- that the challenge by the taxpayer to the validity of the assessments on the ground they were made in bad faith could not be raised in review proceedings commenced in the AAT, or in appeal proceedings commenced in the Federal Court, pursuant to Part IVC of the Tax Administration Act 1953 (the TAA); and
- that it would not exercise the power under s 37(2) of the Administrative Appeals Tribunal Act 1975, as modified by s 14ZZF(1)(b) of the TAA, to require the Commissioner to lodge with the AAT additional documents which the taxpayer believed (but the Commissioner did not) were relevant to the assessments under consideration. (The documents included a transcript of examination of the taxpayer in Switzerland, a transcript of examination of another person and a number of letters.)
In relation to the first issue, the Full Federal Court said, at para 22:
"[The taxpayer's] challenge in the Tribunal to the validity of the Commissioner’s assessments, based on the contentions that they were made in bad faith or the Commissioner’s view as to fraud and evasion was incorrect, must fail. The Tribunal has jurisdiction to hear and determine the present review under Part IVC of the TAA because each assessment purports to have been made in exercise of powers conferred by that enactment. Whether or not the assessments were, as a matter of law, validly made does not attenuate this finding. There is a long line of authorities which supports this proposition, starting with Collector of Customs (NSW) v Brian Lawlor Automotive Pty Ltd (1979) 24 ALR 307. More recently, in Minister for Immigration v Ahmed (2005) 143 FCR 314 at 323, the Full Federal Court observed that the judgment as to the validity of a Minister’s actions is for the courts, not for an administrative body such as a Tribunal: see also Zubair v Minister for Immigration and Multicultural and Indigenous Affairs (2004) 139 FCR 344."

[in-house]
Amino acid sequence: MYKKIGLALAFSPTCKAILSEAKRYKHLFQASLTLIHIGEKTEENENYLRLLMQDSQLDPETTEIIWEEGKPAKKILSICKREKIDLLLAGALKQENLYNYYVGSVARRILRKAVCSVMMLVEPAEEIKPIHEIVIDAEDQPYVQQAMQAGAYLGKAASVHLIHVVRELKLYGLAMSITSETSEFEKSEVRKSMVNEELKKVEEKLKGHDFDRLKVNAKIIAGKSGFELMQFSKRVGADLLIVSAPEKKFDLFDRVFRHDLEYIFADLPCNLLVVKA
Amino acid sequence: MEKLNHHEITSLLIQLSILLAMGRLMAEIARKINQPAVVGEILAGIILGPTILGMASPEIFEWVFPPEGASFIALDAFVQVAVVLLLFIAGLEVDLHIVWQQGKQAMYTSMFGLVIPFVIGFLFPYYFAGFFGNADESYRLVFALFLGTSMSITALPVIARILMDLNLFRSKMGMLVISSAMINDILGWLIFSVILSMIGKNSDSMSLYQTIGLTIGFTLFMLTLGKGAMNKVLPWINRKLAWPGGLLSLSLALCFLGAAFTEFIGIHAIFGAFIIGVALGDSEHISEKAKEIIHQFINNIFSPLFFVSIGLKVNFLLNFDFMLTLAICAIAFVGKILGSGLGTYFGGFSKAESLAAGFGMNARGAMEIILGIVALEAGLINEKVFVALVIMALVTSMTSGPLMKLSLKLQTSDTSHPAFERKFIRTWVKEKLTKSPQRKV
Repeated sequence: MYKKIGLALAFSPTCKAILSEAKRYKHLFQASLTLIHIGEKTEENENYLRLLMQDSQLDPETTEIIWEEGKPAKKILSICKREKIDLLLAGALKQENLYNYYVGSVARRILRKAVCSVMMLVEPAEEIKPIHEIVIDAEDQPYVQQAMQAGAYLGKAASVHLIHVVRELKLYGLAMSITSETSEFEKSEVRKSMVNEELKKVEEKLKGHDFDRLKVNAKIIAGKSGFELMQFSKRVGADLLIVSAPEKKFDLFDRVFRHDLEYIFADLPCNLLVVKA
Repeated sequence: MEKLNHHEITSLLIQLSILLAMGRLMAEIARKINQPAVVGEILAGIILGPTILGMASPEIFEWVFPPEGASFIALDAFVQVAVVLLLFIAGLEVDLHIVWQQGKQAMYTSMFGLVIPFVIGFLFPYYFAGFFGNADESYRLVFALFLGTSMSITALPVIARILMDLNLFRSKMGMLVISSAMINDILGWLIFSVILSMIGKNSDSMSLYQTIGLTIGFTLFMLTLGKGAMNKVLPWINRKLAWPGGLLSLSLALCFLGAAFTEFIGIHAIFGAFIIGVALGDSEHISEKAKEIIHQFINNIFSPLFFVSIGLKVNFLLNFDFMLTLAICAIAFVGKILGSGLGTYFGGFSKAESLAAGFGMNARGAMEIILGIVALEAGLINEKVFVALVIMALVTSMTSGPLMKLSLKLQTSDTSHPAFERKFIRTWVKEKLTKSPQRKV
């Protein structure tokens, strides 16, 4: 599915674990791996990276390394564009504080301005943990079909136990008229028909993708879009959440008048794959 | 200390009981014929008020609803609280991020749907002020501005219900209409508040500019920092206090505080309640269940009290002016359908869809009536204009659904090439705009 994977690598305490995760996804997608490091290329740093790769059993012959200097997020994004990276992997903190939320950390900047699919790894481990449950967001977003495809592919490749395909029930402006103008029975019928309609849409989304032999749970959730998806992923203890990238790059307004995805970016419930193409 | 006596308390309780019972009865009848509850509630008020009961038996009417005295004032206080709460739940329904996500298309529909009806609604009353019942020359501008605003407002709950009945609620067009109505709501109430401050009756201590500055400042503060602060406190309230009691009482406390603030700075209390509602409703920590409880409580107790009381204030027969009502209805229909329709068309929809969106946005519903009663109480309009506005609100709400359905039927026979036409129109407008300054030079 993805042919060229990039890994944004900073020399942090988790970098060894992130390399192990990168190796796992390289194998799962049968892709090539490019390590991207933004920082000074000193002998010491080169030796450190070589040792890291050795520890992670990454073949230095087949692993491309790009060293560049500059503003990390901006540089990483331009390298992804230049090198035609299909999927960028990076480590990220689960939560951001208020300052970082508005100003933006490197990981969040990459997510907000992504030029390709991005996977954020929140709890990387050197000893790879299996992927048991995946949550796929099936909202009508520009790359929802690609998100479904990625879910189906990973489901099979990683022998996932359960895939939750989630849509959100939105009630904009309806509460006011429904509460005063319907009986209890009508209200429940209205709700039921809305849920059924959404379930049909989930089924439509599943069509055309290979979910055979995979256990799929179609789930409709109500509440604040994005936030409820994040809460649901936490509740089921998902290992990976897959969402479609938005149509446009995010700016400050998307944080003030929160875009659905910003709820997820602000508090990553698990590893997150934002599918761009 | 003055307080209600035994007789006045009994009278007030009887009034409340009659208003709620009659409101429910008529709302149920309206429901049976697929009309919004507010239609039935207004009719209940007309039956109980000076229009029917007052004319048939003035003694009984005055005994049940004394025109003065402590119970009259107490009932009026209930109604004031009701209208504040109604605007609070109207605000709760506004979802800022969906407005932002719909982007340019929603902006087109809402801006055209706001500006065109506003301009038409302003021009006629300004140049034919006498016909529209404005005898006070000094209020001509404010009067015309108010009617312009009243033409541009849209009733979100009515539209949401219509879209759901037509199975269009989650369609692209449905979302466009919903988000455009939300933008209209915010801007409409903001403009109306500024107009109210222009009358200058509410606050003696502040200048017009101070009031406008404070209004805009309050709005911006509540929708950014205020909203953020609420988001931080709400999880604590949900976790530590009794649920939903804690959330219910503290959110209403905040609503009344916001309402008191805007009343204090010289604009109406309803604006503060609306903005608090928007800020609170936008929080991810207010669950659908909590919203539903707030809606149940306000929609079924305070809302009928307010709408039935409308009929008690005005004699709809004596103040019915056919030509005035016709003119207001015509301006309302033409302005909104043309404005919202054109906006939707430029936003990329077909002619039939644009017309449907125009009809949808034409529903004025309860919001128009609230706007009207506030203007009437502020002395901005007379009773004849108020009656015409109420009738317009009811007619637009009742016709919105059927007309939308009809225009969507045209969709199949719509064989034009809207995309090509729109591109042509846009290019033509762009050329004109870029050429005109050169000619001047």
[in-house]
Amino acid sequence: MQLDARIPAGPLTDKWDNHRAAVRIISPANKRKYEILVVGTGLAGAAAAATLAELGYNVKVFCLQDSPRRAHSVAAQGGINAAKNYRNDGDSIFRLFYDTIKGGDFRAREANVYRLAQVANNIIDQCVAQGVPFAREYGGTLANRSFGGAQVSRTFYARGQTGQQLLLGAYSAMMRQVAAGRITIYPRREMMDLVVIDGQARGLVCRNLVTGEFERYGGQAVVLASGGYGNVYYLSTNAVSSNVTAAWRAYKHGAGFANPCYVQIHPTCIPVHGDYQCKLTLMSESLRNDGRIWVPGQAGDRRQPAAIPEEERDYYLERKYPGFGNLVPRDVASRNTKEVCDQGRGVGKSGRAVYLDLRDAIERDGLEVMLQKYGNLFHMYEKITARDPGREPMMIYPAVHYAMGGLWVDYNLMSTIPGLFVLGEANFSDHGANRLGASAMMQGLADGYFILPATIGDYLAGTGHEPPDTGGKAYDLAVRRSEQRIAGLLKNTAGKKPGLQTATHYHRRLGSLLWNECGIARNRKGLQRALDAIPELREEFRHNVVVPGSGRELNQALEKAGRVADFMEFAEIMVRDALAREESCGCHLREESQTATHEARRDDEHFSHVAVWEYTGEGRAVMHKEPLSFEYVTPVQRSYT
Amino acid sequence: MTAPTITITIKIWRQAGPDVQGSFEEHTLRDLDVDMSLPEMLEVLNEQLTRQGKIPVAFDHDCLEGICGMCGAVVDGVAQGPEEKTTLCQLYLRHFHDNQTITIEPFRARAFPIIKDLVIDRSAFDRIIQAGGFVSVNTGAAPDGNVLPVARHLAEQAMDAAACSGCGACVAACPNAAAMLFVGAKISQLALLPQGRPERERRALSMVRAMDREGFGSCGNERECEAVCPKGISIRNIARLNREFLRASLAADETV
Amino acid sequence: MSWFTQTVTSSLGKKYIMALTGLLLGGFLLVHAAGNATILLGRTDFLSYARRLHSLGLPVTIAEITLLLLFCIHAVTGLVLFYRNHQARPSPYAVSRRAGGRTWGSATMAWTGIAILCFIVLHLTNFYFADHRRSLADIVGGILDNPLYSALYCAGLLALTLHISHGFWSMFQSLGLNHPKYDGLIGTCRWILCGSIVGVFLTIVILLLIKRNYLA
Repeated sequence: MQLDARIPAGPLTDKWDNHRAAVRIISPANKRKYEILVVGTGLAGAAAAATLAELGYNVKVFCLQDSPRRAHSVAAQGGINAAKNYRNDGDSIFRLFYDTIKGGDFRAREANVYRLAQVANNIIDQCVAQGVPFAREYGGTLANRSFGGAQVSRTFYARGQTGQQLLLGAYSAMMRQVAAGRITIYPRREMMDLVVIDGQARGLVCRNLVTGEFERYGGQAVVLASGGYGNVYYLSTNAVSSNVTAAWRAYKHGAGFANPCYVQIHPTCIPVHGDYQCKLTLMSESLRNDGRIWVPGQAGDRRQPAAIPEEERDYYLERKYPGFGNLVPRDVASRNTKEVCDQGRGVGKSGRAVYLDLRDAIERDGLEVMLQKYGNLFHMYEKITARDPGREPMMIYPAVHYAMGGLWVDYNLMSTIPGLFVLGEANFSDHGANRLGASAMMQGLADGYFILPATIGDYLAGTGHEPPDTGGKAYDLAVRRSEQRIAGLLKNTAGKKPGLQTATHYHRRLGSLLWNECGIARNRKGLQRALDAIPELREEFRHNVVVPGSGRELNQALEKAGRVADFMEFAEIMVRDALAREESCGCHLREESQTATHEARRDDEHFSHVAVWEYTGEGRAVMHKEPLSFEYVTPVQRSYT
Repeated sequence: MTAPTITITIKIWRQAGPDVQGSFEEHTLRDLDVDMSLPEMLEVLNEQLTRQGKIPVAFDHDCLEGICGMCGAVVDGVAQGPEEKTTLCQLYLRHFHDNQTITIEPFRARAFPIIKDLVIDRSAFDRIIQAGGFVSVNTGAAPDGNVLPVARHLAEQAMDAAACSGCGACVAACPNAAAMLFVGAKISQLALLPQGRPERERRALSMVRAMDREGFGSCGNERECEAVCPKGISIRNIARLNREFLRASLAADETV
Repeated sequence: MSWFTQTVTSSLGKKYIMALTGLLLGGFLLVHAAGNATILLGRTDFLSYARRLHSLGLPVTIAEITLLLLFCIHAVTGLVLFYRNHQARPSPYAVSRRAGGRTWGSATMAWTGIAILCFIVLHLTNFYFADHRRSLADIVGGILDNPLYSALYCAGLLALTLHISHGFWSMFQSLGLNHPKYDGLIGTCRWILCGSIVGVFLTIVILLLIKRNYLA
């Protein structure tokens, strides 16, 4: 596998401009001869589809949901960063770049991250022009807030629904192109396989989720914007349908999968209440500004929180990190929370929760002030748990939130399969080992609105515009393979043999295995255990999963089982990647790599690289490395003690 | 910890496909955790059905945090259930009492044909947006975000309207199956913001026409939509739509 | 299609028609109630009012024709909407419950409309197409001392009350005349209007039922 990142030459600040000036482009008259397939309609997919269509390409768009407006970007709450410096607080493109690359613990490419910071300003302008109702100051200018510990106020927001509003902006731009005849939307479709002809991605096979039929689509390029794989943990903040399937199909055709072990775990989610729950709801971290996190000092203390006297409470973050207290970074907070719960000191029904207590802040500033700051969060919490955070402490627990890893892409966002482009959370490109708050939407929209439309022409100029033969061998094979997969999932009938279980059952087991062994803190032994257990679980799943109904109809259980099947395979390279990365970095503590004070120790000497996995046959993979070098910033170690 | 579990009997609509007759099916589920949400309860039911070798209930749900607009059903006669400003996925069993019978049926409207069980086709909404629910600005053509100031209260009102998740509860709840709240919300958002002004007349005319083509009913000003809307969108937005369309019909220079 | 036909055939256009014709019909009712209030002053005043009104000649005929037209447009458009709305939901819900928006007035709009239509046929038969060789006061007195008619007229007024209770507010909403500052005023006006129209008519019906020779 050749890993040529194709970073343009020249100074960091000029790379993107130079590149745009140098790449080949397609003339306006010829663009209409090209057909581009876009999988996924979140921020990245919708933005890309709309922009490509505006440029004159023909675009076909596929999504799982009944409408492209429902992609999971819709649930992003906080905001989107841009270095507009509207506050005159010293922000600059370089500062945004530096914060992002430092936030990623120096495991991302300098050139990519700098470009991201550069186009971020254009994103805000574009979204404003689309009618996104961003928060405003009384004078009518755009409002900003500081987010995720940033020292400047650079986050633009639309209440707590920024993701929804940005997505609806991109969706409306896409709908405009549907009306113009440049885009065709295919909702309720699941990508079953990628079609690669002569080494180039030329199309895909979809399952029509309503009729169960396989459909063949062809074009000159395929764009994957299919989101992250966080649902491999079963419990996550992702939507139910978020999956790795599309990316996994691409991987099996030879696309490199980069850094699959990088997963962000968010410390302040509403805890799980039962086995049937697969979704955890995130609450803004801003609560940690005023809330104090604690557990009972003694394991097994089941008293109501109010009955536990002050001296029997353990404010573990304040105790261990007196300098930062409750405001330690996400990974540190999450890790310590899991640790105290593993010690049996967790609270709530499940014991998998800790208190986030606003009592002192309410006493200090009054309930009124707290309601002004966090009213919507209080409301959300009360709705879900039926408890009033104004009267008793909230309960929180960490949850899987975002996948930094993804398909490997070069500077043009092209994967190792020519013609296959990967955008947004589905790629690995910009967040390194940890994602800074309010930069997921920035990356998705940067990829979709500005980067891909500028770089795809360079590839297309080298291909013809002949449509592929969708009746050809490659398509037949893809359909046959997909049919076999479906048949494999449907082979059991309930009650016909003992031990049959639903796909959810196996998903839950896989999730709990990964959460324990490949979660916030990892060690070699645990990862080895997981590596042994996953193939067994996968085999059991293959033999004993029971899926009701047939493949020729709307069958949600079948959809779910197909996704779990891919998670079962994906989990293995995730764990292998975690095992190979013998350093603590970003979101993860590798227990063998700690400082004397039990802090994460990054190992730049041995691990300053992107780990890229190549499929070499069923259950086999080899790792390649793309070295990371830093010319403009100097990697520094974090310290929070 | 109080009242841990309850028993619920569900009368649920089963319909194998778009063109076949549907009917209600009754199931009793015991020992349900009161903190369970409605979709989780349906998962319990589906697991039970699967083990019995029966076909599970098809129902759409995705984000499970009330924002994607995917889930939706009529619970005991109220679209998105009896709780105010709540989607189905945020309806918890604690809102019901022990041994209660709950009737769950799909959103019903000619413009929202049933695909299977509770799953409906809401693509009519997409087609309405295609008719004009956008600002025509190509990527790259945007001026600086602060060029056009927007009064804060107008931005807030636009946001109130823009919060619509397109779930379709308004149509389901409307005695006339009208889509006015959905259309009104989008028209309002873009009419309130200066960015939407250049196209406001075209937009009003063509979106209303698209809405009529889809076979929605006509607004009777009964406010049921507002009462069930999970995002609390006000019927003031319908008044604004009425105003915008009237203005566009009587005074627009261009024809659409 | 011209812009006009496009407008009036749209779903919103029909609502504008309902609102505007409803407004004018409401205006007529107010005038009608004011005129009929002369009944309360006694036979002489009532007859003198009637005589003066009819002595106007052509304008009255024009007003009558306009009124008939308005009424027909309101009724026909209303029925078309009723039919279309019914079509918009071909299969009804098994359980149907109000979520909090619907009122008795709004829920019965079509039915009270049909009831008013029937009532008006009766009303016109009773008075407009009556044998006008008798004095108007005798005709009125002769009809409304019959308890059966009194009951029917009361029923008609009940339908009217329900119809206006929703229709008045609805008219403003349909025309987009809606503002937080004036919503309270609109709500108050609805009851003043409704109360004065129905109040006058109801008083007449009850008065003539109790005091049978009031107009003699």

In relation to the second issue, the Full Federal Court said, at para 28:
"The Presidential Member was correct to hold that no process of reasoning had been forthcoming which supported the claim as to the relevance of the additional documents sought, and on the face of their description no such relevance is apparent. The submission by [the taxpayer] that his Honour failed to consider whether the documents may be relevant lacks cogency because, to substantiate such an assertion of error, [the taxpayer] must show how a particular document or category of documents may be relevant to specific issues of fact relating to the excessiveness of the assessments issued to him. That has not been shown. The intent of s 14ZZF of the TAA was clearly to narrow the class of documents which the Commissioner must produce to the Tribunal, and in the absence of a demonstration by [the taxpayer] of the relevance of any additional documents, it is not appropriate to widen the class of documents which the Commissioner has already provided in this case."
Kennedy v Administrative Appeals Tribunal  FCAFC 124 (Full Federal Court; French, Tamberlin and Mansfield JJ; 4 July 2008).
For a copy of the decision, go here